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It has been a year of connection at St. Jerome’s University.

This past year marked the 150th anniversary of Canada’s Confederation. Anniversaries provide us the opportunity to reflect on our past to come to a better understanding of our present so that we can position ourselves to build the kind of future we wish to leave for our children.

In a time where intolerance, violence, hatred, and fear permeate the media, universities offer a place of hope, creating space where diversity is valued, dignity of humanity is respected, compassion is extended, and fear is mitigated by education; creating space where all are invited, and more importantly, all feel welcome. 

As we celebrated the 150 years since Confederation this past year, we took time as a country to reflect on our rich history that laid the foundation for building Canada into the nation we are today. We took time to acknowledge the Indigenous peoples who welcomed early settlers to this great land and who supported them by sharing their knowledge and resources. Over time, this collaboration and partnership were the roots for the foundation that built a strong nation grounded in the values of dignity and respect for all.

As Canadians, we did not continue to value the contributions of our Indigenous peoples as we moved forward to build this country. The outcome is a matter of public record. As we stand at this point in time, it is important for all of us to acknowledge and come to understand our true history, and to work together to build a nation where all have the opportunity to achieve their full potential.

We have had a long and varied history, as a country and as an institution. Over a century of events to reflect upon can turn the significant into minor, and the negligible into considerable. Generations of students have left their mark on four different campuses.

So how does St. Jerome’s University, an institution older than the country itself, mark a national sesquicentennial? By reflecting on the past, encountering the present, and planning for the future.

We are confronting the issues our country and her peoples have faced for centuries; connecting with our past, our present, and our future.

Canada’s 150th anniversary provided the opportunity to celebrate our shared values; our mutual achievements; and to reflect upon what it means to be Canadian. It gave us the opportunity to connect with the past.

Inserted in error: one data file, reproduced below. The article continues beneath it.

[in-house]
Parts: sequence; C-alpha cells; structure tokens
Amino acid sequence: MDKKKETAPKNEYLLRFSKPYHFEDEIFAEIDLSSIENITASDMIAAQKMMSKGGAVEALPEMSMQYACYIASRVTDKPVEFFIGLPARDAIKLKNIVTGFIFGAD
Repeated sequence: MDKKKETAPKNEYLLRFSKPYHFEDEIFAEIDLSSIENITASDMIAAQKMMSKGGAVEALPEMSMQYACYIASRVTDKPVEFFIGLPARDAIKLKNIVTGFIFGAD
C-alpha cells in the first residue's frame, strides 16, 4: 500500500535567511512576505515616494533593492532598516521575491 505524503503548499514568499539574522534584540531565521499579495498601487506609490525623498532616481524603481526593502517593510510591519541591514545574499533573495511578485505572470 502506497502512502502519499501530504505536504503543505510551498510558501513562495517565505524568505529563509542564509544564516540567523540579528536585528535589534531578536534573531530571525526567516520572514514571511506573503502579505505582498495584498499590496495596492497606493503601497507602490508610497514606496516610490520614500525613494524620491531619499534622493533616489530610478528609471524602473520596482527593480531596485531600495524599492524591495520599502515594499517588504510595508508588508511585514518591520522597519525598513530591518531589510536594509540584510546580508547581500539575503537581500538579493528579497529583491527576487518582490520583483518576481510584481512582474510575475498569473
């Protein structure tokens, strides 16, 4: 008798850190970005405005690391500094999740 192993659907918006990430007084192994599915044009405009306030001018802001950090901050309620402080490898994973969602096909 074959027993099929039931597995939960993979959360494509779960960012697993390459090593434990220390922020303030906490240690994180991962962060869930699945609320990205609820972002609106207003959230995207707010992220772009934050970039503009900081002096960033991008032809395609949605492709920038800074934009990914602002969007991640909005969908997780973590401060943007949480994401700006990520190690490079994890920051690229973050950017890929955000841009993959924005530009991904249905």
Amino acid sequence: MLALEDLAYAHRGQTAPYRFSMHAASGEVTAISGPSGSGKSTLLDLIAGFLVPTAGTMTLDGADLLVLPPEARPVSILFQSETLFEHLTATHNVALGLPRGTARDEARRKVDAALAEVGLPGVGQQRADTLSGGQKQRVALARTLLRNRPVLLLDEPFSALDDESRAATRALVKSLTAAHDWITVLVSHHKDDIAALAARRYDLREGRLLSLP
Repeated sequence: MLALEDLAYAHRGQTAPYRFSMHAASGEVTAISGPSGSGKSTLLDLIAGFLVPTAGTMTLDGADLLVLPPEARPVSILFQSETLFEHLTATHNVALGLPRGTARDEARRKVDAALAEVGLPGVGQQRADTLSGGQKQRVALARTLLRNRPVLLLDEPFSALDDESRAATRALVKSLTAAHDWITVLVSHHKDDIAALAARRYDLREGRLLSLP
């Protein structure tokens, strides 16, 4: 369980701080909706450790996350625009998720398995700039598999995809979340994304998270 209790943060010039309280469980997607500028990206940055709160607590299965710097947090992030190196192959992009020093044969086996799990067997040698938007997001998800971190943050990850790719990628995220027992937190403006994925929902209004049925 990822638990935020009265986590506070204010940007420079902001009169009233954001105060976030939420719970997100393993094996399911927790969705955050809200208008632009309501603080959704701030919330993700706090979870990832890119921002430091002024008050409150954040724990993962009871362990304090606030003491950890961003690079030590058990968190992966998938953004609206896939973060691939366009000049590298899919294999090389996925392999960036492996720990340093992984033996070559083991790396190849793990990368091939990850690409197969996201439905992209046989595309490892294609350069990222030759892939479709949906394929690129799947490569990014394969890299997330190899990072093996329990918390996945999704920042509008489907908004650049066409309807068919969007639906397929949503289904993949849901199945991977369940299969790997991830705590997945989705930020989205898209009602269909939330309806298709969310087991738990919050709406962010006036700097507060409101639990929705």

It also let us explore both the contrasts and similarities found within our land and peoples: diversity and inclusion, youth and wisdom, reconciliation with humbleness and compassion, and reflection and understanding of our shared history. 

This past year, our annual Feast of St. Jerome celebrated Indigenous peoples and their culture. We began the day with a sacred fire, and closed the event with a traditional men’s dance and women’s dance during the presentation of the Sweeney Award to our 21st Prime Minister, the Right Honourable Paul Martin, recognized for his work supporting Indigenous peoples.

We connected with our roots, through the Year with the Saint John’s Bible. The first hand-written, illuminated Bible since the origin of the printing press 500 years ago was displayed on our campus.  It was especially appropriate given that our patron saint, St. Jerome, made a significant contribution to Christianity with his vulgate Latin version translation of The Bible.

Perhaps most importantly, we looked forward to our future, committing to Indigenous rights and reconciliation, and hosting the first Canadian Citizenship Ceremony on campus in conjunction with the Institute for Canadian Citizenship to welcome new Canadians into our fold.

We also continue to plan for our students’ futures, with the launch of our Library Renewal Project, and our continued partnership with Dana Hospitality. Both bring student wellness into the forefront, by supporting the health of the whole person.

The anniversary of Canada’s Confederation opened doors of connection here at the University, but most importantly, it offered us a chance to look forward to shape the next 150 years – and beyond – with the commitments we make today.

At St. Jerome’s University, we have bold ideas and aspirations for what Canada can be.  It is only through courage, education, respect, and compassion that we will change the world for the better.









Dr. Katherine Bergman

President and Vice Chancellor


Dr. Scott Kline

Vice President Academic

and Dean

Dr. Katherine Bergman

President and Vice


Darren Becks

Vice President


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